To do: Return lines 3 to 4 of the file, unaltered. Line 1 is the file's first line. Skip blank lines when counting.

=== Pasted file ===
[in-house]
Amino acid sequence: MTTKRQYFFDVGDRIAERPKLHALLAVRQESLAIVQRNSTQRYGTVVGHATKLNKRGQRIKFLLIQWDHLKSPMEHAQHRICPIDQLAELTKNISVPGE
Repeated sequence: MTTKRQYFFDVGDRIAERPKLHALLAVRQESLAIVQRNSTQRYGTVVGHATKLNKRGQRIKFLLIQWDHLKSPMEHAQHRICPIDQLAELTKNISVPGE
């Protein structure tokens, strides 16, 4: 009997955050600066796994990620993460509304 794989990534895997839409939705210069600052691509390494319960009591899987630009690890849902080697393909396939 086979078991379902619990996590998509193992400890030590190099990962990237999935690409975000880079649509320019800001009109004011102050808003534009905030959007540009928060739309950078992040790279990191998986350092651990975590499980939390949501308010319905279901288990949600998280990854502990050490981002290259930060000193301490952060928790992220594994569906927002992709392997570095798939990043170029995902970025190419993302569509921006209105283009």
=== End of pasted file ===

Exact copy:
Repeated sequence: MTTKRQYFFDVGDRIAERPKLHALLAVRQESLAIVQRNSTQRYGTVVGHATKLNKRGQRIKFLLIQWDHLKSPMEHAQHRICPIDQLAELTKNISVPGE
């Protein structure tokens, strides 16, 4: 009997955050600066796994990620993460509304 794989990534895997839409939705210069600052691509390494319960009591899987630009690890849902080697393909396939 086979078991379902619990996590998509193992400890030590190099990962990237999935690409975000880079649509320019800001009109004011102050808003534009905030959007540009928060739309950078992040790279990191998986350092651990975590499980939390949501308010319905279901288990949600998280990854502990050490981002290259930060000193301490952060928790992220594994569906927002992709392997570095798939990043170029995902970025190419993302569509921006209105283009």